Gerrard shares Kennedy’s frustration over process of punishing Covid-19 breaches

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Gavin McCafferty, PA
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Rangers manager Steven Gerrard claims he shares John Kennedy’s frustration over the process of punishing Covid-19 breaches and “feels his pain” that three of his players will be able to face his Celtic side.

Kennedy spoke out on Thursday over the time the Scottish Football Association has taken to deal with breaches from five Rangers players, including first-team members Nathan Patterson, Calvin Bassey and Bongani Zungu.

Patterson faced Celtic last month and, with James Tavernier having only an “outside chance” of being fit for their Scottish Cup meeting on April 17, the 19-year-old right-back could again line up against the Hoops after Rangers’ appeal against immediate four-game bans was set for three days later.

The five players, including loaned-out pair Brian Kinnear and Dapo Mebude, were given police fines for attending a gathering during lockdown in the early hours of February 14, and SFA bans were announced on March 30.

Celtic v Rangers – Scottish Premiership – Celtic Park
Steven Gerrard has shared the frustrations of John Kennedy (Andrew Milligan/PA)

Gerrard said: “We want all our players fit and available, especially when you are in my shoes with all the challenges that are thrown in front of us.

“Obviously we have just had news the hearing is when it is, which means the Covid lads will be available for the next couple.

“Of course that’s a boost, we didn’t expect that, but it is what it is, those decisions are out of our control, we don’t decide when those hearings are.

“We wait for contact and the SFA have given us a date and we have accepted the date, so we will deal with that when it comes.”

Gerrard feels his players’ punishments – they also have a further two games suspended – are too harsh when compared with breaches by Celtic’s Boli Bolingoli, and eight Aberdeen players who went out for dinner early in the season.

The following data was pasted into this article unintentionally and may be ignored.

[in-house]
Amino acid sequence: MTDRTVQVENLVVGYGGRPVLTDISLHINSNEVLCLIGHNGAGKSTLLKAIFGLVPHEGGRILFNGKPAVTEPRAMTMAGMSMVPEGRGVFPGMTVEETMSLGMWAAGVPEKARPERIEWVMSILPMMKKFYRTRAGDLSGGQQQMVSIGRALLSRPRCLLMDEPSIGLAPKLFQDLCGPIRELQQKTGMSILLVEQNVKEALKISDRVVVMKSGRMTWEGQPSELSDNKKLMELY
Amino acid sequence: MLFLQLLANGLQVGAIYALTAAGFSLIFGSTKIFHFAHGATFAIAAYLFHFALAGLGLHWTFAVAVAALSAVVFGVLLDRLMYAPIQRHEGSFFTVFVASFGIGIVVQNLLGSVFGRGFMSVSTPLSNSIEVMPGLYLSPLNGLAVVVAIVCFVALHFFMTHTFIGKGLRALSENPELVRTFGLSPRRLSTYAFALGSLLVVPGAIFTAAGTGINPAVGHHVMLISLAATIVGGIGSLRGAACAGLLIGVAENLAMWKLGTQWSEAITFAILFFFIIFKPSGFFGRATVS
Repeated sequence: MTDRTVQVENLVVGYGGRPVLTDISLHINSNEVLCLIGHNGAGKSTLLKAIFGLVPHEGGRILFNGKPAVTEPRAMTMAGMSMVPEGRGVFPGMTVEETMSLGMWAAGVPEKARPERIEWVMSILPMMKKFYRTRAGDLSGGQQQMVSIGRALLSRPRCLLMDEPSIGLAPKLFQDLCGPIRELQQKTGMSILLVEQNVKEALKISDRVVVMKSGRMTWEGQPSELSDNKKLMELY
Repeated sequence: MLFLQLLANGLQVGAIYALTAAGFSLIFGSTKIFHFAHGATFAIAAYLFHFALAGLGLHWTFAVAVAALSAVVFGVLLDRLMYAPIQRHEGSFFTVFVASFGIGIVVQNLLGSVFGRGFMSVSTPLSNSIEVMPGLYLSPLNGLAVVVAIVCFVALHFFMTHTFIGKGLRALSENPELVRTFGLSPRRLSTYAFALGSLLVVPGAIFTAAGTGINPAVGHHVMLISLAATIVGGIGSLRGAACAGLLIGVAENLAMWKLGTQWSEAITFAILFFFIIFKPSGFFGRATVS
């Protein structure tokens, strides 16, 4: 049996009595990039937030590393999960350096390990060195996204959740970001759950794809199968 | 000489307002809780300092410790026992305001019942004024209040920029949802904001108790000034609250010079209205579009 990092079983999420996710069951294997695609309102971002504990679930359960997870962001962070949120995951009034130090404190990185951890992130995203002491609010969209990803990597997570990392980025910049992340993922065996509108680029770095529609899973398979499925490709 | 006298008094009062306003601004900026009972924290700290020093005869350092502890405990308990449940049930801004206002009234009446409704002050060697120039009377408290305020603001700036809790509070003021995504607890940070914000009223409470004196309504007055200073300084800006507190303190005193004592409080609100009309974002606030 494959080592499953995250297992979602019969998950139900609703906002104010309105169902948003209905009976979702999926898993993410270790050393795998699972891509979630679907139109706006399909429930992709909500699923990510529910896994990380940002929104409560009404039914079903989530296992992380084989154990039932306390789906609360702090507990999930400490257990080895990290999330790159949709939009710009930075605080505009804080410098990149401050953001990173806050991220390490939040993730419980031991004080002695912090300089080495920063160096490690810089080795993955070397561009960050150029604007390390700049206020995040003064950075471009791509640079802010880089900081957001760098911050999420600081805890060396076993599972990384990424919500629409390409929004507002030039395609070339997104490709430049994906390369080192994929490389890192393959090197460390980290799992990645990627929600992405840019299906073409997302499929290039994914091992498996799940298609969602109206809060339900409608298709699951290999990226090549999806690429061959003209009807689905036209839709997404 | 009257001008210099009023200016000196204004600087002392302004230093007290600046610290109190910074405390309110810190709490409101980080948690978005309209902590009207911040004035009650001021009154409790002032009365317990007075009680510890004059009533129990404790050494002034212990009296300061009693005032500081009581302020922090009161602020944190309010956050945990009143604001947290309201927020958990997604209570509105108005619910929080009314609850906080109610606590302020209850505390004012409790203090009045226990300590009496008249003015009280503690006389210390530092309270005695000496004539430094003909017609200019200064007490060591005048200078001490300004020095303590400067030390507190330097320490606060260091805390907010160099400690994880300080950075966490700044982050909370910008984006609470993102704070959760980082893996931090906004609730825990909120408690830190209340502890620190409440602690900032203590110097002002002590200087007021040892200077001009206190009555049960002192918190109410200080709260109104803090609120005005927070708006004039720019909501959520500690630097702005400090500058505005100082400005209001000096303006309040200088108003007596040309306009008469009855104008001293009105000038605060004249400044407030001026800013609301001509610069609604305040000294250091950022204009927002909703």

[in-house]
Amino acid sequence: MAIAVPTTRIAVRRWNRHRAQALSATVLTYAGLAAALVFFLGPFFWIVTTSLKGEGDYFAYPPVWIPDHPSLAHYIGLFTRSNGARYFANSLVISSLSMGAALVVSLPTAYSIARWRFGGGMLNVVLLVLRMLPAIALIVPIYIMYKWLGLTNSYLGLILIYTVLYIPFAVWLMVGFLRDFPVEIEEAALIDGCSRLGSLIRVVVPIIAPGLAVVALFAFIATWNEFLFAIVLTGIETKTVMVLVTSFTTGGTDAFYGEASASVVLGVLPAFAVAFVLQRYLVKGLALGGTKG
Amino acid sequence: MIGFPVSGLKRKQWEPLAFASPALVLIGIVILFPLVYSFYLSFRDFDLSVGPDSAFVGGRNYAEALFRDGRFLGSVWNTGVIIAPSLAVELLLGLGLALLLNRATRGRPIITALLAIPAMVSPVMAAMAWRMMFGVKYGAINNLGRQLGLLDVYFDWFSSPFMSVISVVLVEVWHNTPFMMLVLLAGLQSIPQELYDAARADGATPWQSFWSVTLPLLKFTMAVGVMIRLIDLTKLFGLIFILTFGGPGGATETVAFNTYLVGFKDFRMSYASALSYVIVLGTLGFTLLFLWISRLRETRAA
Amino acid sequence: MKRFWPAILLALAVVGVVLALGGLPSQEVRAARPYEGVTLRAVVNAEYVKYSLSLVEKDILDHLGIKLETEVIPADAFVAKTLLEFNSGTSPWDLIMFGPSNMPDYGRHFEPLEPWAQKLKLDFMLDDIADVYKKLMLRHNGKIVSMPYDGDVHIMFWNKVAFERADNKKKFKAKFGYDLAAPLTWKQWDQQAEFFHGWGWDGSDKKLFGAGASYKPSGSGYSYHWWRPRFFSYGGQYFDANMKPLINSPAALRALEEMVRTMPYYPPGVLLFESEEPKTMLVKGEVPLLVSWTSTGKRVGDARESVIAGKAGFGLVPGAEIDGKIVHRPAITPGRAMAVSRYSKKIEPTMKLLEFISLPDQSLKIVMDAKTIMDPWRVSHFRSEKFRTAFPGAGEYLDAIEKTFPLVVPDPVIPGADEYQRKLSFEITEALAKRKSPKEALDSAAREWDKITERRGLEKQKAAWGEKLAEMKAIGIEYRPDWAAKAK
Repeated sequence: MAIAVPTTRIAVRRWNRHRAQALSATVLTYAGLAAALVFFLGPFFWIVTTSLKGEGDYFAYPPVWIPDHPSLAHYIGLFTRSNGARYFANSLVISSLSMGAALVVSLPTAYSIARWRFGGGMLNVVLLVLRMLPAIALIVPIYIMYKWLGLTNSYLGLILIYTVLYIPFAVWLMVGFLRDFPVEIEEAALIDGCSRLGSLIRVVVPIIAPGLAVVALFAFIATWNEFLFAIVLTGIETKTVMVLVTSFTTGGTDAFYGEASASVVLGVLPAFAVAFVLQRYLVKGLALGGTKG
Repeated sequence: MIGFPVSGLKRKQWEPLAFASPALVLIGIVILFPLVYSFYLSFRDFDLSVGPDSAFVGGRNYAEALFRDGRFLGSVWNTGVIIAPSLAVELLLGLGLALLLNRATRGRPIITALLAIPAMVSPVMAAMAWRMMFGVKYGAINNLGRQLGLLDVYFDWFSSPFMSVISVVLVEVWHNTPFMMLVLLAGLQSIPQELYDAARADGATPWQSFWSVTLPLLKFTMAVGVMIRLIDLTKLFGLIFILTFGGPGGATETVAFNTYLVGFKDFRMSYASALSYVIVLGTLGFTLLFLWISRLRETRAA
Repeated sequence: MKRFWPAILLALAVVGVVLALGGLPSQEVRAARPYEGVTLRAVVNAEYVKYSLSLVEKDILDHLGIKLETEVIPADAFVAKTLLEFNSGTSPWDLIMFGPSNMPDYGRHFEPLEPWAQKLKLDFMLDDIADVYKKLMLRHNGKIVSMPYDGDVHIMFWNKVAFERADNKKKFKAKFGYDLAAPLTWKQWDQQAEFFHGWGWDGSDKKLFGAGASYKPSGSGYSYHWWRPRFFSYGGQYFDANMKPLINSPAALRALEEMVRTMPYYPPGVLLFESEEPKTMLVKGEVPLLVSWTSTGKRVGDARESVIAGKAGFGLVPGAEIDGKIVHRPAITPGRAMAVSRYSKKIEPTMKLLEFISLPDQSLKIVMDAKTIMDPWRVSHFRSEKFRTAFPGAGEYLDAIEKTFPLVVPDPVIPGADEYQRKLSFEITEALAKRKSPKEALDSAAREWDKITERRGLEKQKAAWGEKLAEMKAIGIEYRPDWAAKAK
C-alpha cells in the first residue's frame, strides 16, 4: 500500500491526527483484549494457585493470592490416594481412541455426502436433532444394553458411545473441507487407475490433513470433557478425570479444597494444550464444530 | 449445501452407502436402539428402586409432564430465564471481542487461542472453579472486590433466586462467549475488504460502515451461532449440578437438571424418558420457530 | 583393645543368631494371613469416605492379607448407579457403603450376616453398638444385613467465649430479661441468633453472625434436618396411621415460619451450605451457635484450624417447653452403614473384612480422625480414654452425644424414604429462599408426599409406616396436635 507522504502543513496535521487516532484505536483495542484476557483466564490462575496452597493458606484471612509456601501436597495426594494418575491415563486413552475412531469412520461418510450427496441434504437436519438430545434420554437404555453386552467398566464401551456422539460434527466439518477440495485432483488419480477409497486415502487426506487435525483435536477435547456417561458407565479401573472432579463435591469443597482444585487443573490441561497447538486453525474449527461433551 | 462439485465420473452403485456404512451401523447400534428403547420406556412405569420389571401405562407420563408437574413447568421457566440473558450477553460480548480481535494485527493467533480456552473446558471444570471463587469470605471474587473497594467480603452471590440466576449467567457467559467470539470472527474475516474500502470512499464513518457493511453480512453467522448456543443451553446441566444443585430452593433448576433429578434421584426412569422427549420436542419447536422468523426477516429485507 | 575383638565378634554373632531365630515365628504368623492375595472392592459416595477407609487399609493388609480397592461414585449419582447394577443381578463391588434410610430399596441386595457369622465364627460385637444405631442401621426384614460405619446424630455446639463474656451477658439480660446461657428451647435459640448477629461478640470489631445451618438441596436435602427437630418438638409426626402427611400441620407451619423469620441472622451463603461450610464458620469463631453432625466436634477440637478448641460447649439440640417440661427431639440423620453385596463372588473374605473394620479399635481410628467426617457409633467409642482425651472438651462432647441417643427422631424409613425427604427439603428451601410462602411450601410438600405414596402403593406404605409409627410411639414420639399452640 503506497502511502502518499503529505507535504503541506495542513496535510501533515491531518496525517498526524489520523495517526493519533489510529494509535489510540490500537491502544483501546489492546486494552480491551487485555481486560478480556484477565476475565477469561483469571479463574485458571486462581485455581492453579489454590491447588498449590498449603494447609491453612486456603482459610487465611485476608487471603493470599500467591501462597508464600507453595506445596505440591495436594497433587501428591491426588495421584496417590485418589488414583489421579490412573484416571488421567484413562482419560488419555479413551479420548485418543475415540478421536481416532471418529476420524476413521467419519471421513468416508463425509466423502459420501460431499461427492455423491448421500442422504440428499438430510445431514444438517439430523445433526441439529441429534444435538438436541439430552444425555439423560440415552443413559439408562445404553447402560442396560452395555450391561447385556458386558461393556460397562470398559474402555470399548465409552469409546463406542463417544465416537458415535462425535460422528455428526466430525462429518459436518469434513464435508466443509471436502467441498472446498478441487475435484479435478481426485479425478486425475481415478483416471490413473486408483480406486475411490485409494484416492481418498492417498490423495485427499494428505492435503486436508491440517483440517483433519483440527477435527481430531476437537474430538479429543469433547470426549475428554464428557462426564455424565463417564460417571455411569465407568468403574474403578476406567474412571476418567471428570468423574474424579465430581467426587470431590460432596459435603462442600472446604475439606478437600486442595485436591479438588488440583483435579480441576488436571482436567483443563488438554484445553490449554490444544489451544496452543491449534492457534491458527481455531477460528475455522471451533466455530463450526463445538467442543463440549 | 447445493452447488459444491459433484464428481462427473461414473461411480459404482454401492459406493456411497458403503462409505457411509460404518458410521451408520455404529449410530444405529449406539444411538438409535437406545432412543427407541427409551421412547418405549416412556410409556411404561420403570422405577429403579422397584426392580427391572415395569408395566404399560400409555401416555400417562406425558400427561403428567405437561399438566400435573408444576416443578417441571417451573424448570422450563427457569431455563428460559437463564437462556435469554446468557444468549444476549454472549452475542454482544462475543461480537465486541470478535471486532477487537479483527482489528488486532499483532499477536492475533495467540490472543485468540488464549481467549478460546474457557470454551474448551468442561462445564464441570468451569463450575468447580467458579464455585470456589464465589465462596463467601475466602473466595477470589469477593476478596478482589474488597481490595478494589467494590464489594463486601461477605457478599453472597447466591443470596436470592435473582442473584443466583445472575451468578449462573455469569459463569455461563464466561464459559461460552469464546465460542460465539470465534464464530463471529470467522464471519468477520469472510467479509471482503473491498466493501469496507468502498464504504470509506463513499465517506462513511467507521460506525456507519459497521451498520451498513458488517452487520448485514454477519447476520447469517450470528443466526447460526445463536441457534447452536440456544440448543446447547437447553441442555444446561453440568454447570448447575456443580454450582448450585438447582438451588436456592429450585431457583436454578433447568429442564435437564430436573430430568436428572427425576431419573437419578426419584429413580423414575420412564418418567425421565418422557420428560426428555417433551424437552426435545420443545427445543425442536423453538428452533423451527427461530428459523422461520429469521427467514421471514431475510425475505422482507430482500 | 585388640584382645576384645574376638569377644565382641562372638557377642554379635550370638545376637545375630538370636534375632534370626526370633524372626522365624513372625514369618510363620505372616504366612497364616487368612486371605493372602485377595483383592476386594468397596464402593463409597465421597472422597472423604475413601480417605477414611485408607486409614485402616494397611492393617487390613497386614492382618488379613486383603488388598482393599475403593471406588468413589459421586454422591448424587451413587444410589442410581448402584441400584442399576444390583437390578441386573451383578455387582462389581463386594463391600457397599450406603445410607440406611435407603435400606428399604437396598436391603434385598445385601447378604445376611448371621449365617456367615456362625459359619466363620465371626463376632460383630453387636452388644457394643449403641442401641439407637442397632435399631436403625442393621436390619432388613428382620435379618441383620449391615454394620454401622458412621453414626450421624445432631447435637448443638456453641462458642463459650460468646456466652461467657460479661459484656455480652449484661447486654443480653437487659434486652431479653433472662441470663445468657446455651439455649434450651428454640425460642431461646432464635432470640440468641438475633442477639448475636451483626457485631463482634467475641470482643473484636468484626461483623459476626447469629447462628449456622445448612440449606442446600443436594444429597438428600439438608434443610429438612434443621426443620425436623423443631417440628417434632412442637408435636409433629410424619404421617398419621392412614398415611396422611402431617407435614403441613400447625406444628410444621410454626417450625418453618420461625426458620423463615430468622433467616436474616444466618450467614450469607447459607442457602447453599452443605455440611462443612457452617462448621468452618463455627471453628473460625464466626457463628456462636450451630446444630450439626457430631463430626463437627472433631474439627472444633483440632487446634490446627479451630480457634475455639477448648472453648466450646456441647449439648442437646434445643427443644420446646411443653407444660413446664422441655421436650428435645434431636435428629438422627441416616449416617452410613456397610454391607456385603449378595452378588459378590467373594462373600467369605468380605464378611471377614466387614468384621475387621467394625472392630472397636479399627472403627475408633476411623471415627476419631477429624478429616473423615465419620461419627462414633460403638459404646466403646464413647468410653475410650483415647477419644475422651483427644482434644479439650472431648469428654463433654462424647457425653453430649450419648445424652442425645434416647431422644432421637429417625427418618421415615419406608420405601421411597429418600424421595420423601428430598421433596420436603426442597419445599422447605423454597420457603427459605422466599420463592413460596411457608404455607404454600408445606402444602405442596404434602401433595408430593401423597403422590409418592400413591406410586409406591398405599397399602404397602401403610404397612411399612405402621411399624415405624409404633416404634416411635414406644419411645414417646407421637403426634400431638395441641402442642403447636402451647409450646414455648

“I agree with John in terms of the inconsistencies from the SFA because we have been speaking about that for some time now,” said Gerrard, who lost Jordan Jones and George Edmondson for seven games after they had an illegal gathering of four people.

“When you are talking about punishment, Bolingoli left the country of his own will and then came back and trained amongst his peers and then went and played at Kilmarnock and put other people’s health in jeopardy. He was given a five-game ban and three were suspended.

“And the Aberdeen guys were given three games and they were all suspended. There were obviously positive Covid tests on the back of that.

“I definitely agree with John in terms of the inconsistencies and to be honest I would probably be a bit frustrated as well with him if good players were available to play against his team next week as well. So I feel his pain.”

John Kennedy file photo
John Kennedy spoke out on Thursday (Andrew Milligan/PA)

Gerrard also noted that there were no punishments for what Kennedy termed “minor slip-ups” of coronavirus protocols during his team’s training camp in Dubai in January.

“Nothing has really come of the Dubai trip, the only thing that has really come of it is that no one else is allowed to go on a training camp,” Gerrard said.

“We obviously move on from that incident but obviously rules were broken on that trip in terms of drinking together with no social distancing.

“But the Celtic business is not really for me to talk about. My concerns are Rangers and we will look forward to that hearing and deal with it as and when.

“But I definitely agree with John in terms of the inconsistencies, especially when it comes down to punishments.

“I am the only one who knows the details about our own Covid situations and I think a few things I said got taken out of context in terms of Nathan Patterson’s quotes.

“These guys have broken rules, they deserve punishment, but we feel as if not everything has been taken into consideration, because we were at the forefront in terms of making sure that we suspended these players ourselves and they missed games of football on the back of that. We took the maximum fine and we were really strong and forceful in terms of our punishment.

“So we are not trying to defend what they have done. It was my own opinion, which I have got my right to, that I don’t think there is any consistency in terms of the outcome of the bans.

“It just seems as if the SFA are guessing in terms of punishments and everything is inconsistent, so that is a frustration.”